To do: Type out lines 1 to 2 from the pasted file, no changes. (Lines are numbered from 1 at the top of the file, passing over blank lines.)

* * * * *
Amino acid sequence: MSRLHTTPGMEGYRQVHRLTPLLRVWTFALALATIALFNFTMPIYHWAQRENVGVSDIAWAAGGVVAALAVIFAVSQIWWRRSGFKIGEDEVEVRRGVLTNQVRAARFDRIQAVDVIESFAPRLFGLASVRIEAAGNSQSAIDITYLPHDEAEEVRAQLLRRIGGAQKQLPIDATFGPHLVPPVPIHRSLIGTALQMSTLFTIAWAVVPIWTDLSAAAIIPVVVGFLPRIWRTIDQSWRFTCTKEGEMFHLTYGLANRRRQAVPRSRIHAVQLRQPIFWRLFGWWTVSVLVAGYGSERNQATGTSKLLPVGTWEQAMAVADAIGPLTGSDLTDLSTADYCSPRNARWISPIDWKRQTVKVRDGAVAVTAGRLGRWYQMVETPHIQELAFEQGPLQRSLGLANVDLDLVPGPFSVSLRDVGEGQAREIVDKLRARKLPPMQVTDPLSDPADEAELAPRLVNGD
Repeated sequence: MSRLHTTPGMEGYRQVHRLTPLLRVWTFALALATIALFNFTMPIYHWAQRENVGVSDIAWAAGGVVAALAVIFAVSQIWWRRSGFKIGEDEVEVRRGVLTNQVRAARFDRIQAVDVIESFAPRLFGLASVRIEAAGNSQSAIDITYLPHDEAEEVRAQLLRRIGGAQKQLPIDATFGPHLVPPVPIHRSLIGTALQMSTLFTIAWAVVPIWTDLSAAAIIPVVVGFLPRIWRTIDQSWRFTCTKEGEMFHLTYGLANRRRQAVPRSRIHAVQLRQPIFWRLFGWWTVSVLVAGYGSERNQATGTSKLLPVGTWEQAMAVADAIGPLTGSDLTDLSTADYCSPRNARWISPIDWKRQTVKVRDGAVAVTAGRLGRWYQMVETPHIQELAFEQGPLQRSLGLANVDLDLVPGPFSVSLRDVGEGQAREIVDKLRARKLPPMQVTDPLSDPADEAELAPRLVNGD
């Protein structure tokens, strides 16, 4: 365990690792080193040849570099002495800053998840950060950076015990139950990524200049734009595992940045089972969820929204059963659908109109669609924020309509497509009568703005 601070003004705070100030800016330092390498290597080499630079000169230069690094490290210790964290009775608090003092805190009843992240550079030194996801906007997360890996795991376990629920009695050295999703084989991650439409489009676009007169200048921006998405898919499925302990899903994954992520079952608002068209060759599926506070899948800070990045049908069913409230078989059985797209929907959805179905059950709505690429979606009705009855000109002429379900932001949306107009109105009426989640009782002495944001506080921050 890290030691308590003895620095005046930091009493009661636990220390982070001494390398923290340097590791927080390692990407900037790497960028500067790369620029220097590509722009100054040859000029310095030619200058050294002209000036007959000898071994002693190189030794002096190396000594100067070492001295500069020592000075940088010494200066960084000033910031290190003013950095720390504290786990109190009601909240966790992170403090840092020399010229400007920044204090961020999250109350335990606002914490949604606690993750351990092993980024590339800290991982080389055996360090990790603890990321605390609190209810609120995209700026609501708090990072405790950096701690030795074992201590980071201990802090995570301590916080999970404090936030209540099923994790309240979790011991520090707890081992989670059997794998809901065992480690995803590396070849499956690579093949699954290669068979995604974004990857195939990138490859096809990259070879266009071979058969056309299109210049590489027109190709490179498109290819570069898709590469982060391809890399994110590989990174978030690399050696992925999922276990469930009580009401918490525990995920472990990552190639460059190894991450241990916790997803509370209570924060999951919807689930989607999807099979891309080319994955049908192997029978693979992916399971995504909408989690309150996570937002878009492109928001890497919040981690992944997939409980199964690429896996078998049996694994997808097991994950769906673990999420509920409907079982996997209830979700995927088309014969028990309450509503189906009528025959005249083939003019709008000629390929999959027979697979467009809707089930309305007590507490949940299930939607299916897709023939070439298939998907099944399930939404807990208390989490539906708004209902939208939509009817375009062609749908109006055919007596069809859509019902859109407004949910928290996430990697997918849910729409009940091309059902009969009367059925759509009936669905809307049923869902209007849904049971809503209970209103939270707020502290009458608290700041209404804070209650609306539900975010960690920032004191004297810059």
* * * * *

Amino acid sequence: MSRLHTTPGMEGYRQVHRLTPLLRVWTFALALATIALFNFTMPIYHWAQRENVGVSDIAWAAGGVVAALAVIFAVSQIWWRRSGFKIGEDEVEVRRGVLTNQVRAARFDRIQAVDVIESFAPRLFGLASVRIEAAGNSQSAIDITYLPHDEAEEVRAQLLRRIGGAQKQLPIDATFGPHLVPPVPIHRSLIGTALQMSTLFTIAWAVVPIWTDLSAAAIIPVVVGFLPRIWRTIDQSWRFTCTKEGEMFHLTYGLANRRRQAVPRSRIHAVQLRQPIFWRLFGWWTVSVLVAGYGSERNQATGTSKLLPVGTWEQAMAVADAIGPLTGSDLTDLSTADYCSPRNARWISPIDWKRQTVKVRDGAVAVTAGRLGRWYQMVETPHIQELAFEQGPLQRSLGLANVDLDLVPGPFSVSLRDVGEGQAREIVDKLRARKLPPMQVTDPLSDPADEAELAPRLVNGD
Repeated sequence: MSRLHTTPGMEGYRQVHRLTPLLRVWTFALALATIALFNFTMPIYHWAQRENVGVSDIAWAAGGVVAALAVIFAVSQIWWRRSGFKIGEDEVEVRRGVLTNQVRAARFDRIQAVDVIESFAPRLFGLASVRIEAAGNSQSAIDITYLPHDEAEEVRAQLLRRIGGAQKQLPIDATFGPHLVPPVPIHRSLIGTALQMSTLFTIAWAVVPIWTDLSAAAIIPVVVGFLPRIWRTIDQSWRFTCTKEGEMFHLTYGLANRRRQAVPRSRIHAVQLRQPIFWRLFGWWTVSVLVAGYGSERNQATGTSKLLPVGTWEQAMAVADAIGPLTGSDLTDLSTADYCSPRNARWISPIDWKRQTVKVRDGAVAVTAGRLGRWYQMVETPHIQELAFEQGPLQRSLGLANVDLDLVPGPFSVSLRDVGEGQAREIVDKLRARKLPPMQVTDPLSDPADEAELAPRLVNGD